Tuttavia il tempo si rifiuta di essere imbottigliato come il genio della fiaba che viene ficcato dentro una lampada. Alle 13 in punto la palla rossa viene issata sulla cima del pennone. E di un orologiaio, narra questo libro di Dava Sobel, tracciando i contorni di una figura, John Harrison, a cui tutta la storia della navigazione dovrebbe fare un monumento. Ma per fare il punto nautico mancava egualmente un dato essenziale: la longitudine.
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Shelves: history , science , biography Longitude from Dava Sobel is a fascinating account of how a virtually unknown watchmaker named John Harrison conquered one of the oldest and thorniest problems surrounding the ocean voyages - the problem of accurately measuring longitude -, which stumped even the best of scientific minds for centuries. A fascinating problem It was Ptolemy in Geographia, written in the 2nd century, who contributed the concept of a co-ordinate system based on the imaginary lines of latitude and longitude, for Longitude from Dava Sobel is a fascinating account of how a virtually unknown watchmaker named John Harrison conquered one of the oldest and thorniest problems surrounding the ocean voyages - the problem of accurately measuring longitude -, which stumped even the best of scientific minds for centuries.
With these imaginary lines he bought a new light in to the maritime explorations and map-making methods of his time. The sailors while at the ocean found it pretty straightforward to find their current latitude - which is drawn parallel to each other while girdling the globe — by measuring the height of the sun or any known celestial bodies.
But accurately measuring their current longitude was an entirely different case, as the longitudinal lines loop from the North Pole to the South Pole and back again in great circles, which converge at the ends of the earth. Since it is an angular measurement, which is based on time, the sailors had to have access to two different times - the current time on-board the vessel and the time at a known and pre-selected longitudinal location — at the same instance for calculating the hour differences to work out the geographical separation and the longitude.
From a modern viewpoint with our easy-to-carry accurate time-telling devices and instant communication this problem, which a sailor faced in finding the exact time at two different locations, may feel far-fetched.
But a sailor in the middle of an ocean pre-dating 18th century only had limited resources in the form of either a pendulum driven clock which was not at all reliable — as the factors like gravity, motion of the vessel, temperature and atmospheric pressure affected the pendulum and there by the time — or by comparing positions of moon or planets like Mars with their anticipatory positions in working out the longitudinal values; both these methods were crude with a high level of inaccuracy.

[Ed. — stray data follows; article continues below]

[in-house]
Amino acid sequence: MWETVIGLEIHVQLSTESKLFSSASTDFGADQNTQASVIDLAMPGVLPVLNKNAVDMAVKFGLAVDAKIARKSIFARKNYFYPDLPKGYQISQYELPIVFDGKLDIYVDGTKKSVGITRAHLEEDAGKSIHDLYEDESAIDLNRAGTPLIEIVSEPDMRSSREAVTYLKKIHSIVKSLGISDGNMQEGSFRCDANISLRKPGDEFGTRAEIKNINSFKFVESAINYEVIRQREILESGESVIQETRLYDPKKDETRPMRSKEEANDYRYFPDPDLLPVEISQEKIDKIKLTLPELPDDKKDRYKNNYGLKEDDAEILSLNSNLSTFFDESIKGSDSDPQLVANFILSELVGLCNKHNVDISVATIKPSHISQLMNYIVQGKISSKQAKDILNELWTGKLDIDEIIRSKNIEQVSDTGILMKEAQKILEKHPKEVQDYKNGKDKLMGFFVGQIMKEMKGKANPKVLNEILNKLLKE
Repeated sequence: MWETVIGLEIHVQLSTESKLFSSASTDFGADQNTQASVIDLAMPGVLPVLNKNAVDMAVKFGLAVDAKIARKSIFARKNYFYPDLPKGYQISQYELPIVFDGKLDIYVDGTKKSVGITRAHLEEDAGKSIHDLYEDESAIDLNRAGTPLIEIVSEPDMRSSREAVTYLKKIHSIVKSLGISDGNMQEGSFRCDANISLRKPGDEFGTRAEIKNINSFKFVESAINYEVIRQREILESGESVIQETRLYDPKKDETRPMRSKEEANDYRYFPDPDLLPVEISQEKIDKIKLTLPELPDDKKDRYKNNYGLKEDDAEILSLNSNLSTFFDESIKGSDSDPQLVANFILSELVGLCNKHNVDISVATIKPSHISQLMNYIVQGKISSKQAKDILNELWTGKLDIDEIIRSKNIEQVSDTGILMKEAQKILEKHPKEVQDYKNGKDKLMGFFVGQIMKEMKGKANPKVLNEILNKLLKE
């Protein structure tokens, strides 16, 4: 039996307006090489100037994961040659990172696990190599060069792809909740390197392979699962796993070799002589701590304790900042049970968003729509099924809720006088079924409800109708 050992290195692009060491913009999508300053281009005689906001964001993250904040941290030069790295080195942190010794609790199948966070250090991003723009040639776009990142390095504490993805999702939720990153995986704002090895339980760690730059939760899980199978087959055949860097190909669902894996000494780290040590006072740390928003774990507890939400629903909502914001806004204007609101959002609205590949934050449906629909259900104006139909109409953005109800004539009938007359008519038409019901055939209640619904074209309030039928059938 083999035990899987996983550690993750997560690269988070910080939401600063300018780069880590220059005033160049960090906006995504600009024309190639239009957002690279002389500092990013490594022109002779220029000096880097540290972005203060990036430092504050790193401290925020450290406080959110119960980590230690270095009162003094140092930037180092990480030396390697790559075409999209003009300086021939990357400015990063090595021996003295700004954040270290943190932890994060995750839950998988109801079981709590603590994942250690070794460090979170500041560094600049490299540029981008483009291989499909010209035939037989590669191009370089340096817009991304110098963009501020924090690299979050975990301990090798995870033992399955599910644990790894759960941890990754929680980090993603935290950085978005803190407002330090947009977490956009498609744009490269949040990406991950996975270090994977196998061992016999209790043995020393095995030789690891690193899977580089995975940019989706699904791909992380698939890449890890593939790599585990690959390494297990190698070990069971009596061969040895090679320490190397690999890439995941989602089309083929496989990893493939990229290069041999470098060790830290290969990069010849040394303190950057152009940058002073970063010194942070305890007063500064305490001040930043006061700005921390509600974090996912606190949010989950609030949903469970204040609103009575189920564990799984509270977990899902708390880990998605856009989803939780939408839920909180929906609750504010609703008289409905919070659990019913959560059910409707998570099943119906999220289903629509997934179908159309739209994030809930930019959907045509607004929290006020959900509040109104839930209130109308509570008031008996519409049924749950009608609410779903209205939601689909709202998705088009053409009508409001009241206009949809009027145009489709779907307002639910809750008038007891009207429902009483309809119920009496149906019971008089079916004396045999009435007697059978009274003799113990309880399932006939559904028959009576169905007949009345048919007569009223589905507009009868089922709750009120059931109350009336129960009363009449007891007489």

Since the days of Ptolemy, legendary scientific and exploratory minds like Amarigo Vespucci, Sir Issac Newton and Galileo Galilei did a lot of research into this matter but it took sixteen more centuries for mankind to finally invent a reliable solution for this problem. This disaster and huge protest from the merchants and seamen resulted in the formation of a parliamentary committee for finding a practical solution for the longitude problem.
Dava Sobel covers this formation of the committee and the announcement of the reward in detail. But, by reason of the motion of the Ship, the Variation of Heat and Cold, Wet and Dry, and the Difference of Gravity in different Latitudes, such a watch hath not yet been made. But when the Longitude at sea is once lost, it cannot be found again by any watch.
At the same time another less known figure; a skilled watchmaker from Lincolnshire named John Harrison who was stimulated by the scientific and the monetary factors surrounding this riddle decided to find a solution of his own. His handmade sea-clocks - which are elaborate pieces of engineering marvels and still in display in working condition at the Royal Observatory, Greenwich, England - gave the world the first reliable method for measuring the longitude.
Dava Sobel records the background and each step of this pioneering invention in an easy to read form, by guiding the reader through a tumultuous story of the sheer determination and relentless pursuit for perfection from a self made man and the obstructions, unkempt promises and villainy he had to face from some of his jealous contemporaries.
This concise and engaging chronicle of an innovative engineering deed covers a lot of details on the history, science and politics, which led to this invention and is a recommended read for anyone who is interested in maritime history and science.
The illustrated edition is highly recommended.
Longitudine. Come un genio solitario cambiò la storia della navigazione